Wednesday, November 11, 2009

Where have all the tuna gone?

National Geographic Photo by Brian J. Skerry

As I sat in the salon chair yesterday gazing despondently at my multiple chins, I decided it's time to get serious about losing the extra five pounds I've accumulated over the past year. I know what I need to do--stop cheating and break out the salad! No more excuses!

Ok, you're thinking....what the blazes does all this have to do with tuna? Well, I'll tell you. Tuna is one of my favorite "go to" foods for getting on track to lose weight. I like to top my lunch salads with it, right out of the can, for a nice does of healthy, lowfat protein and Omega 3's. Looks like I'm not alone: last year nearly 6 million tons of tuna were caught worldwide. That's a lot of weight-watching ladies!

Naturally, I was disturbed to see an article entitled "Tuna in Peril" in the November 16 issue of TIME Magazine. Apparently our seemingly insatiable appetite for tuna--and resulting overfishing--are causing major problems. In fact, some species of tuna have become unsustainable, even endangered. I encourage you read the article in its entirety.

Since this blog focuses on both eating healthy and sustainably, and we devote a fair amount of space to meat and poultry, I think it's time to give fish a fair shake. So here are some frightening fish facts:

Stocks of bluefin tuna (especially popular for sushi/sashimi) are especially low (National Geographic lists it as endangered). In fact, the World Wildlife Fund (WWF) estimates that atlantic bluefin that spawn in the Mediterranean could disappear from those waters as early as 2012! Yikes! But it's not just bluefin that are in peril; yellowfin and many other species are in bad shape, too. The article says, "of the world's 19 nonbluefin commercial tuna stocks, half are overfished or at risk of going in that direction, according to the International Seafood Sustainability Foundation (ISSF). "

What can we do? First, be aware of where the tuna you buy is coming from, how it was caught, and where it stands (or rather, swims) on the ecological scale. According to the TIME article, "major canneries that have signed on to the ISSF, such as BumbleBee, StarKist, and Chicken of the Sea, are trying to guarrantee that the fish going into their cans come from legal and traceable sources." well, that sounds promising to me. So check labels, and look for the logo of the Marine Stewardship Council, which certifies fisheries and companies worldwide.

Two additional suggestions from TIME:

Talk to your chef - Let sushi chefs know that customers want fish from sustainable sources.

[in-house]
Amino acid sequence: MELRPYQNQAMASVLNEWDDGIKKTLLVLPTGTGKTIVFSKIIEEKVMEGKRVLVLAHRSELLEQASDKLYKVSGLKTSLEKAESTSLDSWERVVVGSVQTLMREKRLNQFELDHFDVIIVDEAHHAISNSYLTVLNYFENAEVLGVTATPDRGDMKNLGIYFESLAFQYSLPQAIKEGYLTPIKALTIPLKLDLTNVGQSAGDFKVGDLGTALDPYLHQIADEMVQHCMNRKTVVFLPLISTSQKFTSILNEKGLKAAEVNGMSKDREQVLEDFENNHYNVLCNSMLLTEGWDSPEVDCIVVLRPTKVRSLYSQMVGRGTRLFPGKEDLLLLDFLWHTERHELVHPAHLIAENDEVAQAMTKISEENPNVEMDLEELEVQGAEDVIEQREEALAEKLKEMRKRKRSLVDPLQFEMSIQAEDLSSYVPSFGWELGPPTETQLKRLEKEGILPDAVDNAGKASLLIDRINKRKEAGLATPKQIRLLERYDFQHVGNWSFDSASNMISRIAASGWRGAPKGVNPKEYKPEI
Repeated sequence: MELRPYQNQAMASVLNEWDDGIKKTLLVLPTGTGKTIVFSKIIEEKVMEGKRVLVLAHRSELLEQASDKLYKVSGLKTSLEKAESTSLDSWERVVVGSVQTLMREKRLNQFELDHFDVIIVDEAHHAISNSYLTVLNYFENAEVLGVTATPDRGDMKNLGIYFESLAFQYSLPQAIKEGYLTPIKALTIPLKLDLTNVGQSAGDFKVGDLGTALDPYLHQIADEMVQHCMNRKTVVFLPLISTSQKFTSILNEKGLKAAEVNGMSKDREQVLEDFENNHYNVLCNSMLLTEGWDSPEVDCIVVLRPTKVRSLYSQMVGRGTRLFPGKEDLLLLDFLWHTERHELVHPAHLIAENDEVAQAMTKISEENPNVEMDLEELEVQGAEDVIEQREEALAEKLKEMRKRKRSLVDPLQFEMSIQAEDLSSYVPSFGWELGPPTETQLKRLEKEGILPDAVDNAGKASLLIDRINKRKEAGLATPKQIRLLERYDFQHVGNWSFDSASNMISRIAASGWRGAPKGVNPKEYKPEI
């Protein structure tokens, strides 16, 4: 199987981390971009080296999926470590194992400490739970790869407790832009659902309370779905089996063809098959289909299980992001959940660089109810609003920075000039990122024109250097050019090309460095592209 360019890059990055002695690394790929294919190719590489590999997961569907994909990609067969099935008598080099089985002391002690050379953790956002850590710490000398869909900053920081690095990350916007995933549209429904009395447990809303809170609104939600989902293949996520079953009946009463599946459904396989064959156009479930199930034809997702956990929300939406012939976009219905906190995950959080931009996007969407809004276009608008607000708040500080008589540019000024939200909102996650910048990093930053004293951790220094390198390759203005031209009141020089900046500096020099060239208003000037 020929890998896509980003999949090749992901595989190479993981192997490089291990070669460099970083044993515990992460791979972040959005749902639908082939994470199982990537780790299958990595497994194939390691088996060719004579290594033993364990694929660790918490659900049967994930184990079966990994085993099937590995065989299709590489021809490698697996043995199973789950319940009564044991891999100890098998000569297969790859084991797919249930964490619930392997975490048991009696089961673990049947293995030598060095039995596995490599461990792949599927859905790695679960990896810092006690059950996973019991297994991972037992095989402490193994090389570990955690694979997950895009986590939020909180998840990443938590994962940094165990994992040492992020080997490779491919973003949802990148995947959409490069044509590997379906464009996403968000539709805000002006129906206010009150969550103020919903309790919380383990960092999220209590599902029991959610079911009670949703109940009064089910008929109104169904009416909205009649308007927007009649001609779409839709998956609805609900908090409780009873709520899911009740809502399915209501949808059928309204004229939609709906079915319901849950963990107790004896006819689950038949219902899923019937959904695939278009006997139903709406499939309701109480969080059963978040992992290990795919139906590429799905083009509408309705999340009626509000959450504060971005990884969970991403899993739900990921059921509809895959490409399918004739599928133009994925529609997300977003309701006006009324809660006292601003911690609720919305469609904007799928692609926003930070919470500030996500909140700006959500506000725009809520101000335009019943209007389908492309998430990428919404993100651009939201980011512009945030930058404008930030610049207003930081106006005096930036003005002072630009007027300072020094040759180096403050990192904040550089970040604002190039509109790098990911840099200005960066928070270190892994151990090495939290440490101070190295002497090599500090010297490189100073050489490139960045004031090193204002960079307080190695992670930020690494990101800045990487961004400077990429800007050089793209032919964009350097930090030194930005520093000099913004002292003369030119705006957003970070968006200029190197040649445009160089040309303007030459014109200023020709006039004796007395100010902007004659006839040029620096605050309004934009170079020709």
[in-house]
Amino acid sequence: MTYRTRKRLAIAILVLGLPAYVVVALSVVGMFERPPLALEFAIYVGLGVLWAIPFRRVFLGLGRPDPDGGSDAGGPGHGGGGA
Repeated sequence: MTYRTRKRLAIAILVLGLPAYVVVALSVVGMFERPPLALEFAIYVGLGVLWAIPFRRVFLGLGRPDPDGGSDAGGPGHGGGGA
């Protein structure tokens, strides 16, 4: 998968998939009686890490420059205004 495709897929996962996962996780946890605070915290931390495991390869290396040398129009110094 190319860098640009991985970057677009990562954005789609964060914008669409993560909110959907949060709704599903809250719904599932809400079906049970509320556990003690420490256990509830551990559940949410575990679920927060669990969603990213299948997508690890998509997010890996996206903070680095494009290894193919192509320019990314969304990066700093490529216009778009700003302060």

Support marine reserves - make a donation to programs fun by Greenpeace or the WWWF.

A personal note: I've been buying Oregon's Choice Gourmet premium albacore canned tuna from my local health food store since I discovered it about a year ago. I feel good knowing that it's caught in the U.S. by a very small fishing operation in Oregon (see list of eco-best fish, below). It's pricey, but I think it's worth it. It's solidly packed in the can, and goes a long way. Not to mention the fact that it's delicious. Tough to go back to Chicken of the Sea once you've tasted this stuff!

Looking beyond the desperate plight of tuna, it makes sense to be knowledgeable--and picky--when selecting any type of fish at the supermarket, or ordering in a restaurant. Excellent resources can be found online to help guide you. Download a pocket guide to sustainable fish and keep it in your purse or wallet. I found one on the Environmental Defense Fund's site: Monterey Aquarium in California is another excellent resource.

Here's a partial list from the EDF site:

Eco-Best Fish:

Char, Arctic (farmed)
Crab, Dungeness
Oysters (farmed)
Sablefish (Alaska, Canada)
Salmon, wild (Alaska)
Sardines, Pacific (U.S.)
Shrimp, pink (Oregon)
Trout, rainbow (farmed)
Tuna, albacore (U.S., Canada)


Clams (wild)
Cod, Pacific (trawl)
Crab, snow/tanner
Flounder/sole (Pacific)
Lobster, American/Maine
Scallops, sea (U.S., Canada)
Shrimp (U.S. wild)
Tilapia (Latin America)
Tuna, canned light


Chilean sea bass
Orange roughy
Rockfish (trawl)
Salmon, farmed/Atlantic
Swordfish (imported)
Tilefish (Gulf of Mexico/South Atlantic)
Tuna, bigeye/yellowfin (imported longline)
Tuna, bluefin

So folks, next time you see bigeye, yellowfin, or bluefin tuna, Chilean sea bass, or any of the other eco-worst fish on a dinner menu, just say NO. And, it doesn't hurt to let the chef know that you'd prefer eco-friendly choices instead!

Lastly, kudos to TIME for its excellent reporting and coverage of topics like this. If you missed the excellent cover story, "The Real Cost of Cheap Food," from a few months back, check it out!

Make your voice heard!


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